Royal Netherlands Motorized Infantry Brigade
|This article does not cite any references or sources. (February 2008)|
During the Second World War, the Royal Netherlands Motorized Infantry Brigade was a military unit initially formed from approximately 1,500 Dutch troops, including a small group guarding German prisoners-of-war, who arrived in the United Kingdom in May 1940 following the collapse of the Netherlands. Elements of this force became the nucleus of what was originally called the "Dutch Legion." Veterans of the Princess Irene Brigade who were members of the Dutch Army stationed at Wrottesley Park, Wolverhampton during World War II were given the status of Freemen of the City of Wolverhampton on 19 August 2006.
Although augmented by conscription from overseas citizens from Canada, the United States, the Middle East, the Dutch West Indies (Netherlands Antilles and Suriname), South Africa and Argentina; the Dutch force grew very slowly as troops were detached for other duties i.e. the Commandos, the Navy etc. While some 500 Surinamese volunteered for service in the brigade, they were rejected by the Dutch government, on the grounds that their racial background might cause offense to volunteers and conscripts from South Africa. (Some Dutch West Indian personnel nevertheless later saw action with the Royal Netherlands East Indies Army in the Pacific theatre.)
On 6 August 1944, the first troops of the P.I.B landed at Graye-sur-Mer Normandy, in northern France. Later, the main force landed and the P.I.B. served under the 1st Canadian Army until it moved forward with the British Second Army. Heavy fighting took place around the Chateau St Come ("Hellfire Corner") and the brigade liberated Pont Audemer in the progress.
In mid September, the P.I.B. became involved in fighting with German forces at the town of Beringen and crossed into Dutch territory on 20 September 1944 at Borkel en Schaft. Around this time, the brigade was also involved in combating the Dutch Waffen-SS volunteer formation the Landstorm Nederland. From 26 September, the P.I.B guarded the bridge spanning the River Maas at Grave. The bridge, now called John S. Thompsonbrug, was then the longest bridge in Europe.
After Operation Market Garden, the operation to capture bridges across the Rhine at Arnhem, the P.I.B moved south. On 24 October, the P.I.B. was ordered to go to Tilburg to attack the town from the south while the 51st (Highland) Infantry Division attacked from the east. The P.I.B. was unable to get to Tilburg and was stranded at Broekhoven, where fighting took place and four soldiers were killed.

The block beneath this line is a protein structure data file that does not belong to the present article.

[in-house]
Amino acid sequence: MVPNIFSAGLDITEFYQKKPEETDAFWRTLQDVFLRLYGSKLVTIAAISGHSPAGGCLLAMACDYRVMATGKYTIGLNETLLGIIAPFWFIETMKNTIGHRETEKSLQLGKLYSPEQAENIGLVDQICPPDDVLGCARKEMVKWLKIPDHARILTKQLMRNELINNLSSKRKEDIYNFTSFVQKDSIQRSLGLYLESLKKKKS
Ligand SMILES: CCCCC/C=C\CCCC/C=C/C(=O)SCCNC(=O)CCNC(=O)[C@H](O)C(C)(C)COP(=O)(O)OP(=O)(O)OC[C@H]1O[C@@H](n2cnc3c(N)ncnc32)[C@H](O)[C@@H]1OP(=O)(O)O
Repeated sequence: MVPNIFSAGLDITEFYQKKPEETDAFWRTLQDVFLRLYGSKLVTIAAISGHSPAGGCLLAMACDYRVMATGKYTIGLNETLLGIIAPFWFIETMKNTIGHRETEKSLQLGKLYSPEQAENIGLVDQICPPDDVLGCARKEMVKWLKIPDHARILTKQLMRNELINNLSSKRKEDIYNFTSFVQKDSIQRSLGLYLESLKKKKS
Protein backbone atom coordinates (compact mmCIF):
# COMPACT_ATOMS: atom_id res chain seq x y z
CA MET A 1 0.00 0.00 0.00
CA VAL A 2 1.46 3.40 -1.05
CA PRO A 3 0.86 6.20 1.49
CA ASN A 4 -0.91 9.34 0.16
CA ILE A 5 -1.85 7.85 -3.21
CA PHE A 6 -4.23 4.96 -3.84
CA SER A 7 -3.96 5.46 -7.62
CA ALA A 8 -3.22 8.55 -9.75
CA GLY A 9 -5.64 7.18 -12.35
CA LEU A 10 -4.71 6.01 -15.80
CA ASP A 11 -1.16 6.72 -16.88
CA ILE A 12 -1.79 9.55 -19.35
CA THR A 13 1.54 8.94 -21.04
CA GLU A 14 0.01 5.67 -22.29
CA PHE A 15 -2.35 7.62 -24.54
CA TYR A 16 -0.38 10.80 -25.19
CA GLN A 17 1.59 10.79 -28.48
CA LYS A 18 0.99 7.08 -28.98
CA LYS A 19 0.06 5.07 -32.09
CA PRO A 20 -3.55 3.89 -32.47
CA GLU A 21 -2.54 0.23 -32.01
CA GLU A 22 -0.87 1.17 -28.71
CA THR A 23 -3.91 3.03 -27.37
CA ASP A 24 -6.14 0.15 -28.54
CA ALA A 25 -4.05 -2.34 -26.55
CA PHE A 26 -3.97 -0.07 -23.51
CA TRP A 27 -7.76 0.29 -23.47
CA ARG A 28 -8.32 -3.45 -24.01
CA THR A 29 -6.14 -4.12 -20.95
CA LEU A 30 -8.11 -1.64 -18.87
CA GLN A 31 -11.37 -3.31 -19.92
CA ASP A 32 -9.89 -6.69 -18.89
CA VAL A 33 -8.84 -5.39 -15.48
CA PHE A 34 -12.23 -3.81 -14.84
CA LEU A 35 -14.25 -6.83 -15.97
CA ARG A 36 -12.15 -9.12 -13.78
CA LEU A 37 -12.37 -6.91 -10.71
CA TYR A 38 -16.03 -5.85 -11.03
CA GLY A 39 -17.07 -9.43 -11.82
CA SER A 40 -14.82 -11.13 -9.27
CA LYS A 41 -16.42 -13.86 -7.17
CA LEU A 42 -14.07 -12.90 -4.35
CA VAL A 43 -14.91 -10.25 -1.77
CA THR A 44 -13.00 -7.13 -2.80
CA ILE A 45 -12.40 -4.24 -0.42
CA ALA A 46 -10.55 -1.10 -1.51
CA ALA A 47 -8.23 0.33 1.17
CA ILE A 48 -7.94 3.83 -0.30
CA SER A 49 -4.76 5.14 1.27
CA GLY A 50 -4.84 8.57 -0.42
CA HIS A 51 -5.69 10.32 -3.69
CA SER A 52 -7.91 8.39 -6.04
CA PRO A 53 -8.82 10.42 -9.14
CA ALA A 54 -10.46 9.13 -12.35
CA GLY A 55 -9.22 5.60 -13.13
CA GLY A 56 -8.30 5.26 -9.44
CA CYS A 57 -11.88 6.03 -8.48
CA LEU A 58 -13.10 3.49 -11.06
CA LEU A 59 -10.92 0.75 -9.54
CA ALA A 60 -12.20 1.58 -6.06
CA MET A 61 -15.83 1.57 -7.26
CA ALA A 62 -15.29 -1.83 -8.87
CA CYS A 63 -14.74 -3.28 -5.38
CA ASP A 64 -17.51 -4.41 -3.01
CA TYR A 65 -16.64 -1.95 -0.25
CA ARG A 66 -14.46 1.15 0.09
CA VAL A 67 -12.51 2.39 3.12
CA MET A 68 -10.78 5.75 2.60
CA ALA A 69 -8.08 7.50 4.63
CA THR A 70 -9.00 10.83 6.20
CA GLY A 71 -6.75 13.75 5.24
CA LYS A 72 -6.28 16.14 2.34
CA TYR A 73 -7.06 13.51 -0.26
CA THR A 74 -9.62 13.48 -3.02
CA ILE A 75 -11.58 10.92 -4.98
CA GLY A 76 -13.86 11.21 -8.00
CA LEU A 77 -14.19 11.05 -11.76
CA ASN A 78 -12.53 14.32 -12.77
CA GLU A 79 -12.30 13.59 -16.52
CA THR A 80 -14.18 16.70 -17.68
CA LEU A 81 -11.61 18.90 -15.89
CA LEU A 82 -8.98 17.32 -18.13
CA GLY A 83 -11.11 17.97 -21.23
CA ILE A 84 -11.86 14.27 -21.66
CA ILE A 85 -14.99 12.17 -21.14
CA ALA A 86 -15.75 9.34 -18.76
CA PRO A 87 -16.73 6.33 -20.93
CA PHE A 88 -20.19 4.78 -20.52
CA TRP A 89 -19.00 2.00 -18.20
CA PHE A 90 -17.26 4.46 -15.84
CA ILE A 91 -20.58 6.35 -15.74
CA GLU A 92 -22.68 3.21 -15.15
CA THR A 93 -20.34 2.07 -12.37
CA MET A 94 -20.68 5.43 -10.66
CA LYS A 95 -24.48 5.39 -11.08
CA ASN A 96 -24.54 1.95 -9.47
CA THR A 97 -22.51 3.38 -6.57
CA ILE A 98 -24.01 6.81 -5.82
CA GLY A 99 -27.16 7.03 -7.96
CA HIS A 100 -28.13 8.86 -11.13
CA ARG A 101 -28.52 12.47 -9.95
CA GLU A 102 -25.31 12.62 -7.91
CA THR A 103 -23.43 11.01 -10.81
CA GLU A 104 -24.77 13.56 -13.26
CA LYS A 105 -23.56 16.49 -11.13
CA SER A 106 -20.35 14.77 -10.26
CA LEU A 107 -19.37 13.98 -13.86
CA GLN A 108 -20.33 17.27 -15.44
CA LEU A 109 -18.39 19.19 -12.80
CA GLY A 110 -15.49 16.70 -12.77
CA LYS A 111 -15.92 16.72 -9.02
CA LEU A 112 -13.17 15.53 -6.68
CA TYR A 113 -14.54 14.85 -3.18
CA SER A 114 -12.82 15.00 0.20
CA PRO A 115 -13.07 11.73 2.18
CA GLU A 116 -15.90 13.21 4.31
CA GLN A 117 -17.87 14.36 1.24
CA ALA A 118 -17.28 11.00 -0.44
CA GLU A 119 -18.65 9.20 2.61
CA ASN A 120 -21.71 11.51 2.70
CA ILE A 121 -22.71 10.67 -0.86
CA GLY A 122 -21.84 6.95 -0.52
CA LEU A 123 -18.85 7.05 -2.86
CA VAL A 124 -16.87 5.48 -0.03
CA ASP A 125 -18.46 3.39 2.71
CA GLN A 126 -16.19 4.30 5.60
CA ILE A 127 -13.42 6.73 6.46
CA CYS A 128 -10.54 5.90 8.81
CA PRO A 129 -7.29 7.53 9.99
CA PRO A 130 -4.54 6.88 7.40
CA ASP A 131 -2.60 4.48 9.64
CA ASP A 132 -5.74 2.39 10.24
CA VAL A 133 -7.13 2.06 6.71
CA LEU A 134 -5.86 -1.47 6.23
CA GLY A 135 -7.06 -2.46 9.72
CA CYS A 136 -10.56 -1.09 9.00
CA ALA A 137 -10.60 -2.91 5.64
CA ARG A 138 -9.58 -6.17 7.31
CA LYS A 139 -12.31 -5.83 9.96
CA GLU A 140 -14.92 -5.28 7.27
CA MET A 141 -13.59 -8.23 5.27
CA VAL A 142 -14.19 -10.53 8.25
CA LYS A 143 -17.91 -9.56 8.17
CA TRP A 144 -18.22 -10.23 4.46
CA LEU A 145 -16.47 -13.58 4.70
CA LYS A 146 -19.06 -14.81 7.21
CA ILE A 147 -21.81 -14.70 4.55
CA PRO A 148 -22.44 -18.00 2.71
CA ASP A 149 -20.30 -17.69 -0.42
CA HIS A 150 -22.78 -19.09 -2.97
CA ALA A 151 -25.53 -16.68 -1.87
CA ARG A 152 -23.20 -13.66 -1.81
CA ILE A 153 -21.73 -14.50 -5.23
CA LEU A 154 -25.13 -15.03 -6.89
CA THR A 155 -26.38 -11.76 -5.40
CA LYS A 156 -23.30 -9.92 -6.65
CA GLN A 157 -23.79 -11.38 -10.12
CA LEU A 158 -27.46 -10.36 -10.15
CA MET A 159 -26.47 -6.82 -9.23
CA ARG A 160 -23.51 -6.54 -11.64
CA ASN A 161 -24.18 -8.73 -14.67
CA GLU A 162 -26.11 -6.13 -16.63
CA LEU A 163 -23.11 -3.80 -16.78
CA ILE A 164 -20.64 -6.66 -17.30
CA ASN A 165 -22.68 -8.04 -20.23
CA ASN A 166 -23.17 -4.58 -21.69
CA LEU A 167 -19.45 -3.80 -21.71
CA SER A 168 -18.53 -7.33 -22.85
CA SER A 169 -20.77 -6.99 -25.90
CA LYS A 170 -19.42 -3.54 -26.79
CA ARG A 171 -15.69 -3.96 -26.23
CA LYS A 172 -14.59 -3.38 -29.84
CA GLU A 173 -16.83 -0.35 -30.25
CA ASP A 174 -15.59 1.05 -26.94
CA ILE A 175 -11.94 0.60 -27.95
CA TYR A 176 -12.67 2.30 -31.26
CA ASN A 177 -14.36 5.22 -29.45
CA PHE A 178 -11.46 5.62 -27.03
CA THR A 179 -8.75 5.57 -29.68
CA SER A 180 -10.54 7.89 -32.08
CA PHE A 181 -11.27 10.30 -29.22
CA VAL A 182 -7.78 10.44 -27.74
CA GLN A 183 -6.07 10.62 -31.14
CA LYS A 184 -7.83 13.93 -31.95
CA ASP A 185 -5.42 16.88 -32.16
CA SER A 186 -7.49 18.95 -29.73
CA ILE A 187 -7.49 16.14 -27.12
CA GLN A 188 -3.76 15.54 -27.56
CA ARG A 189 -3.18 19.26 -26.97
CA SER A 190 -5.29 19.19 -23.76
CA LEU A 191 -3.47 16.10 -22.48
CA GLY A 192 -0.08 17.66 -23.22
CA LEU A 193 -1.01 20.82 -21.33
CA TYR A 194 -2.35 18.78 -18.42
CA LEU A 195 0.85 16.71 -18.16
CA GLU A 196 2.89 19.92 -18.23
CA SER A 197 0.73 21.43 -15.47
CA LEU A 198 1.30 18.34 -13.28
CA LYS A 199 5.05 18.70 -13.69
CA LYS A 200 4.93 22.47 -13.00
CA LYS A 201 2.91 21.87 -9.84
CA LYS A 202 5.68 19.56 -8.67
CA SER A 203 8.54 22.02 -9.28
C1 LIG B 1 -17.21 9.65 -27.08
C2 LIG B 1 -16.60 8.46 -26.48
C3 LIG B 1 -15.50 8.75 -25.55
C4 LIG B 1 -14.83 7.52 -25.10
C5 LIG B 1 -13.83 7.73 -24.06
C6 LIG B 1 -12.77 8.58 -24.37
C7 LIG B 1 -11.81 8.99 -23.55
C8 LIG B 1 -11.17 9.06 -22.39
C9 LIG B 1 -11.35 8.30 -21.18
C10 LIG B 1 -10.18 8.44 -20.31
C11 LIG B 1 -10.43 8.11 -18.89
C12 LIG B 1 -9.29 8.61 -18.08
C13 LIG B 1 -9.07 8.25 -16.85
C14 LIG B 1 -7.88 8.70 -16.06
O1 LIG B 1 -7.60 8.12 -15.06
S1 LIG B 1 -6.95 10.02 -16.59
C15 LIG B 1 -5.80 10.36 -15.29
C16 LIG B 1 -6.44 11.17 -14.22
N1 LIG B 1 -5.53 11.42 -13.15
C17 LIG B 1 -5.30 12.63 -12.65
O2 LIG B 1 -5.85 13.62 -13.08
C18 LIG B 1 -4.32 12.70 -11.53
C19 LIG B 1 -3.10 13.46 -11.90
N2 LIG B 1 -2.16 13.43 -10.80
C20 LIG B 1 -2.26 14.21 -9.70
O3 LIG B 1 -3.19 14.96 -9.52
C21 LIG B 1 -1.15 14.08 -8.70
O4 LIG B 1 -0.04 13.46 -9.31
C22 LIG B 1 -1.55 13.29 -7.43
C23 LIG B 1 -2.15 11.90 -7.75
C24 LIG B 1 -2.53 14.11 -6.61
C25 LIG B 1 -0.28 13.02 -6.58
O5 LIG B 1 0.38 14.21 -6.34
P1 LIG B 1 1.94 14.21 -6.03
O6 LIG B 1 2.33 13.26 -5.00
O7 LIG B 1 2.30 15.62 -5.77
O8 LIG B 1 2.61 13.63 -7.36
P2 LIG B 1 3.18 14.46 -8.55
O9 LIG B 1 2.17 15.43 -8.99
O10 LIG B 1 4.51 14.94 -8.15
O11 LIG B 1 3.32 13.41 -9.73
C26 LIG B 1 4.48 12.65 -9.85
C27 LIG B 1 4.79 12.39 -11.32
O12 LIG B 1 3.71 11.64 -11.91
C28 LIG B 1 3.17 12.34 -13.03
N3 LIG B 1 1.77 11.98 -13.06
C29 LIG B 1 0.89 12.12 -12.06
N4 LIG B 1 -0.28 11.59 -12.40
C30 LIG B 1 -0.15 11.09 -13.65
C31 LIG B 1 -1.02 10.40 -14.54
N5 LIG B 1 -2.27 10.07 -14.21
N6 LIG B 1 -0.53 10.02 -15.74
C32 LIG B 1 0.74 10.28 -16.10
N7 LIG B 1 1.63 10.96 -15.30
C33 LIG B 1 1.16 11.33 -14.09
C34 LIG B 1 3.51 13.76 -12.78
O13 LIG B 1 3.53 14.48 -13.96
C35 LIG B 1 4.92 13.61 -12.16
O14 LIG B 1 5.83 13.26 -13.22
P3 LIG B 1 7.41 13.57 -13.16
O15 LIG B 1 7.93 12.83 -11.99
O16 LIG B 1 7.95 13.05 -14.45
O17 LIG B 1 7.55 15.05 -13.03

On 31 March 1945, the commander of the P.I.B., Colonel de Ruyter van Steveninck, said goodbye to the three platoons of Marines; the latter subsequently formed II Independent Company and were sent to the USA to join the Royal Netherlands Marines Brigade, who had originally assigned these troops to the P.I.B. so the brigade would have enough troops participating in the liberation of Europe, as requested by the British government. The gap left by the Dutch Marines was filled with replacements from the volunteers from the liberated parts of the Netherlands, who had been trained at Bergen Op Zoom under the command of Frank Looringh van Beeck, a South African officer.
On 2 March 1945, the P.I.B. was put under the command of the Netherlands District, under Major General A Galloway, based at the HQ in the town of Tilburg.
The P.I.B was involved in heavy fighting in the town of Hedel, north of Den Bosch, on the River Maas in April 1945. The P.I.B. was to link up with the 30 Royal Marines, of the 116th Infantry Brigade Royal Marines, at Kerkdriel in an attempt to liberate the Bommelerwaard. However, the Royal Marines gave up due to German opposition in the town of Kerkdriel, leaving the P.I.B. stranded at the bridgehead of Hedel. The Prinses Irene Brigade was under command of the 116th Infantry Brigade Royal Marines at this time. Still, they fought the Germans with great gallantry, and were able to hold the town for three days. In these fights, the P.I.B. lost twelve men; around thirty were wounded. Several Gallantry medals were later awarded for actions in Hedel. At 11:15 hours on 25 April the order to withdraw from the bridgehead, in Hedel, came from 116th Infantry Brigade Royal Marines. At 23:30 hours III Independent Company withdrew from the town as the last unit to the south side of the river Maas. This effort was completed at 00:30 hours on 26 April.
Order of battle (1944)
- I Motorized Independed Infantry Company
- II Motorized Independed Infantry Company
- III Motorized Independed Infantry Company
- Reconnaissance Company (Disbanded 31 March 1945)
- One Artillery Battery (six 25 pounders)
- Brigade Signals
- Brigade Maintenance
- Buddingh', Hans. De geschiedenis van Suriname. Nieuw Amsterdam, 2012, page 280.